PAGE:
BMW Introduces ‘Smart Glasses' to Assist Service Technicians at its U.S. Dealerships
Now that motor vehicles have become high-tech devices, servicing them is becoming increasingly more complicated and challenging for technicians. As the maker of some of the world's most advanced vehicles, German automaker BMW has announced a unique solution to assist technicians at its dealerships, which can reduce maintenance and service times by up to 75%.
The automaker unveiled an all-new Technical Information System (TIS 2.0), which when combined with a pair of augmented reality glasses becomes an intuitive multimedia platform for advanced technical support.
It was developed by BMW with feedback from its technicians in the field (always a good thing) and can be accessed by BMW and MINI dealership service employees. TIS 2.0 puts all of the technical data for every BMW and MINI model at every technician's fingertips.
"Vehicle technology is becoming more complex, which only highlights the need for excellent technicians," said Neal Guthrie, department head for technical service, BMW of North America. "Hiring top technicians and providing them with the best possible systems and tools with which to work, will be critical to our success."
With the remote assistance from a BMW expert, the technician woking on the vehicle can collaboratively work through issues to resolve them in a faster and more efficient manner. The system is enhanced with Realwear HMT-1 Smart Glasses and Ubimax Augmented Reality Software.
Technicians working a BMW model can put on a pair of TSARAVision Smart Glasses and connect with engineers and other technical experts at BMW of North America directly via a hands-free video link. The HMT-1 Smart Glasses include a high-resolution micro display that fits just below a wearer's line of sight and views like a 7 inch tablet.
The BMW expert can project step-by-step technical bulletins and schematic drawings onto the display inside the technician's glasses as well as take screen shots and enlarge images for better visibility. The technician working on the vehicle is able to open and view documents using voice commands while working on the car.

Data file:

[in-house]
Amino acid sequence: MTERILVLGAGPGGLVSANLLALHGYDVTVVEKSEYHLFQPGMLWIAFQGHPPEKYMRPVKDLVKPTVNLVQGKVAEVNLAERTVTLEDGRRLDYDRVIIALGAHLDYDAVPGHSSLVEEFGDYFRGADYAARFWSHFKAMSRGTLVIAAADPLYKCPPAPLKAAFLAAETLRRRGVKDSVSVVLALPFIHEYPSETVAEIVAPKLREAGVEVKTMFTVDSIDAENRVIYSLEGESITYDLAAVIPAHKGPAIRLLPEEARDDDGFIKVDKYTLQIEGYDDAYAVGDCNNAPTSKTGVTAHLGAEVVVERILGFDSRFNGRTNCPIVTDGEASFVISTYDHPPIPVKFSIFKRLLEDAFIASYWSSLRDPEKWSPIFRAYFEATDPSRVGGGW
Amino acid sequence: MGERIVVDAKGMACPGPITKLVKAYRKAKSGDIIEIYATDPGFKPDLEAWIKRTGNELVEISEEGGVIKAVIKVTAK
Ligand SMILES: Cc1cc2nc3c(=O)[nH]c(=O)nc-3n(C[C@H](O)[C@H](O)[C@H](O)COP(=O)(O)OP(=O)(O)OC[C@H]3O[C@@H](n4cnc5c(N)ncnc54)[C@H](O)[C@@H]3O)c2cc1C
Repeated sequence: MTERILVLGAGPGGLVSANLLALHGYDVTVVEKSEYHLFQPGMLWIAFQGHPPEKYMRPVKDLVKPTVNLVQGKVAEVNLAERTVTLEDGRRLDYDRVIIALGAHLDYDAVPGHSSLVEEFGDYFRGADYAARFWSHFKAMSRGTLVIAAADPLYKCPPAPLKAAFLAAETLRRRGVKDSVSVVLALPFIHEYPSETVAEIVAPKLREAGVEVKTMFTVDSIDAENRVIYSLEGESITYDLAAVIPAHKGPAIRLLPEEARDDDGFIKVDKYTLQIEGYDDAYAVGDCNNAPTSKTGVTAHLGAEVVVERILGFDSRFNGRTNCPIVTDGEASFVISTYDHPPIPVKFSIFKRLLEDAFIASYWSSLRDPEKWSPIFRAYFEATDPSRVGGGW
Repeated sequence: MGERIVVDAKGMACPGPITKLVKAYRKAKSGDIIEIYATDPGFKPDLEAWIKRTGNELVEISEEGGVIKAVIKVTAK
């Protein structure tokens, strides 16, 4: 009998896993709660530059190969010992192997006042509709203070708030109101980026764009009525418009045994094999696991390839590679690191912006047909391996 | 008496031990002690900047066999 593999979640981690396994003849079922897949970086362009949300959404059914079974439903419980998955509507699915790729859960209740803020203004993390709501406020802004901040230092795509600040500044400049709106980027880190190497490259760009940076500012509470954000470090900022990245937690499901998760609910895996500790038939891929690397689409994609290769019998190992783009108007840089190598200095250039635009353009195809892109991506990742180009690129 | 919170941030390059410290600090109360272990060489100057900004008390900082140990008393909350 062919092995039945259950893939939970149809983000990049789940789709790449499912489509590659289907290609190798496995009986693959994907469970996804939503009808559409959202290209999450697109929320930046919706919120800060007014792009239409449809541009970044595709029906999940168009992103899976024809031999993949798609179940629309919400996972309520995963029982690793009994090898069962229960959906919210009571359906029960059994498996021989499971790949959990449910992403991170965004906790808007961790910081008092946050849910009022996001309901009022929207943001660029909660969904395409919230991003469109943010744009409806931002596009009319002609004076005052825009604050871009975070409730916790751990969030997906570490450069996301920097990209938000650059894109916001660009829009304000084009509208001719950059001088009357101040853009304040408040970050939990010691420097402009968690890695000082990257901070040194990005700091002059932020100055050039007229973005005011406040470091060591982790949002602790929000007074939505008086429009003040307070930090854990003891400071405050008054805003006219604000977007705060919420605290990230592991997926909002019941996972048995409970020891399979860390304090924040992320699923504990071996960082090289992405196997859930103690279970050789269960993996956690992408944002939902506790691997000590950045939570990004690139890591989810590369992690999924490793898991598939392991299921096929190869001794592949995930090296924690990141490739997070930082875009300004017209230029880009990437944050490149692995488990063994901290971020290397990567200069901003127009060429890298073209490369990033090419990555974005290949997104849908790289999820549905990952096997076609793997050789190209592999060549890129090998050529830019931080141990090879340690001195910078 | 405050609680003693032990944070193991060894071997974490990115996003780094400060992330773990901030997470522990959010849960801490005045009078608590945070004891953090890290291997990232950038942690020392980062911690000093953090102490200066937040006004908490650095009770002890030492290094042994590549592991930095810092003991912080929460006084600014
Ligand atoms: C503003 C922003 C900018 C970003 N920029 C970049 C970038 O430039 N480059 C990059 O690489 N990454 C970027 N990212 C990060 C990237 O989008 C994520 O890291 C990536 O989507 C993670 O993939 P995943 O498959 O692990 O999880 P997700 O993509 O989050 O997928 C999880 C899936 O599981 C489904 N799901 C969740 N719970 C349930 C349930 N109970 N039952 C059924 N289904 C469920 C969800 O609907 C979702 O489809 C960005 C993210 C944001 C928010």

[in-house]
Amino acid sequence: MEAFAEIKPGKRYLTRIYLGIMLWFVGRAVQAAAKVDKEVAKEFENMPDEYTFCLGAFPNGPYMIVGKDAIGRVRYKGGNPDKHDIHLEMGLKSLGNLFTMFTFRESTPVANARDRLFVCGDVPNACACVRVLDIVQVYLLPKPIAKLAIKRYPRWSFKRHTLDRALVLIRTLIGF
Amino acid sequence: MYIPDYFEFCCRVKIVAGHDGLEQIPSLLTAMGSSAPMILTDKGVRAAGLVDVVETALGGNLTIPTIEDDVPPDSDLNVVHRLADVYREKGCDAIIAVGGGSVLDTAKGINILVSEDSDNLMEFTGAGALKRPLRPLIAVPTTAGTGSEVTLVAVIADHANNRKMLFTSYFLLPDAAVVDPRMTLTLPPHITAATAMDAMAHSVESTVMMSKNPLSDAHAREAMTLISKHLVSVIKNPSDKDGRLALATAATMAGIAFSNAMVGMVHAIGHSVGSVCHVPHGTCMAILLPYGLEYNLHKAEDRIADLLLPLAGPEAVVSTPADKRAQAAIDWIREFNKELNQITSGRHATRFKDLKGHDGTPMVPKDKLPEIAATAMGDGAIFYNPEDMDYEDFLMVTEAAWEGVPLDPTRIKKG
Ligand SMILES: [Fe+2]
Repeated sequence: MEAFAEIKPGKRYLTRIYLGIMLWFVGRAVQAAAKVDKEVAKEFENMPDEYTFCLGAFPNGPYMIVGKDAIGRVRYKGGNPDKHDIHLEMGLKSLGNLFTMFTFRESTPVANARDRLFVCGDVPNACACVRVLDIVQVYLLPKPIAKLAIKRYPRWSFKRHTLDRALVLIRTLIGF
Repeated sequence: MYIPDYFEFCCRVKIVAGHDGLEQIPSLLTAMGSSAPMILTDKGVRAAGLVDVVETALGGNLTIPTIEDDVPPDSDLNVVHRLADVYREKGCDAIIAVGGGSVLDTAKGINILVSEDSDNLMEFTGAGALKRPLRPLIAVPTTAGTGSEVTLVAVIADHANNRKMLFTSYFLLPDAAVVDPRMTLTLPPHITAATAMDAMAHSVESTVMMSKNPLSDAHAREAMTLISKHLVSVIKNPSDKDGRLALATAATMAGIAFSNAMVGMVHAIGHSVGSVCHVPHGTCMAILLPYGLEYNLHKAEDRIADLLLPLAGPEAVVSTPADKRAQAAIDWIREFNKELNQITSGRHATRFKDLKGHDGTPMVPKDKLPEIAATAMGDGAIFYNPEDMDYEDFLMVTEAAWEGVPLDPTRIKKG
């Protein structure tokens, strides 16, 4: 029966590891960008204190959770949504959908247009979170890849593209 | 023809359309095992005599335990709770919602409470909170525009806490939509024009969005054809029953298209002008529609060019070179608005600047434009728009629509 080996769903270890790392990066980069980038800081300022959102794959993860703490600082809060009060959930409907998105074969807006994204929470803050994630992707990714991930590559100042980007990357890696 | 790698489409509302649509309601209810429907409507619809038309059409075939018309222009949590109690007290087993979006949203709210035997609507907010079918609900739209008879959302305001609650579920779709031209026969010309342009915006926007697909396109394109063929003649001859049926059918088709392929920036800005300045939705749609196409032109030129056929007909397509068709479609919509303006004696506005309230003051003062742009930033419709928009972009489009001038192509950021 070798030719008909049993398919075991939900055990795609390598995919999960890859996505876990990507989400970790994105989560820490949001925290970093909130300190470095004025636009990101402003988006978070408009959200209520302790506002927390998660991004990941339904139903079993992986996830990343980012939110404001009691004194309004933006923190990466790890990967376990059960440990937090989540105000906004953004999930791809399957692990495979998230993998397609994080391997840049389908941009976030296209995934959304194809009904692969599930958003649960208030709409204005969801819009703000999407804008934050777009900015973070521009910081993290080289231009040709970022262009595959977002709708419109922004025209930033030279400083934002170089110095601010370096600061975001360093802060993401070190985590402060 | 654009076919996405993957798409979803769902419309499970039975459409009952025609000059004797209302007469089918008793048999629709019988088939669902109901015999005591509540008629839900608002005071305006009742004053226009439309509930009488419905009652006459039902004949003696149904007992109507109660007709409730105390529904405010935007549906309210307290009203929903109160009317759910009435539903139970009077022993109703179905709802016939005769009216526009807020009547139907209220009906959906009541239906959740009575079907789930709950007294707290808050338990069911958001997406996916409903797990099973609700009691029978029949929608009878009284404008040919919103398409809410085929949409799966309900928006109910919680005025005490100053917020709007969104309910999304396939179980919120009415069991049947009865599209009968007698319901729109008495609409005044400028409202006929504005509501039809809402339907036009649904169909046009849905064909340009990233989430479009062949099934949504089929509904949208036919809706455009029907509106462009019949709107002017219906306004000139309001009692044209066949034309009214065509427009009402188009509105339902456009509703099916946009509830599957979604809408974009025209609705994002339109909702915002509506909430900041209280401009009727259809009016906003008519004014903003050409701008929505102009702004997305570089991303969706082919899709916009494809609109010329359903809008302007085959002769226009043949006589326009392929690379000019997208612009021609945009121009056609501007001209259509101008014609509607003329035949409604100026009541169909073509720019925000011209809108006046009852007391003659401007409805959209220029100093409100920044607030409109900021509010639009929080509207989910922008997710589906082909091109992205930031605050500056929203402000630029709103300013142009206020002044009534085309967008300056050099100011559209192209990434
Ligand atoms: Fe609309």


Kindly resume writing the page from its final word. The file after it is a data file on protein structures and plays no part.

BMW believes that this type of live remote assistance is much easier than sending electronic forms and photos or trying to explain complex technical issues over the phone.
"TIS 2.0, TSARA and the TSARAVision Smart Glasses are great examples of how we are applying new technologies to help BMW technicians work more efficiently and further our commitment to offer the best possible service experience for BMW customers," said Claus Eberhart, Vice President, Aftersales, BMW of North America. "By solving issues faster, BMW dealers can get customers back into their cars sooner."
BMW said the new technology will be in use at all 347 BMW Centers and selected MINI Dealers in the U.S. by the end of the month.
Rival automaker Porsche announced a similar system in 2017 to assist its service technicians.
In addition to improving customer service, the implementation of these new technologies will also support current and future technicians as they maintain the next generation of BMW vehicles.
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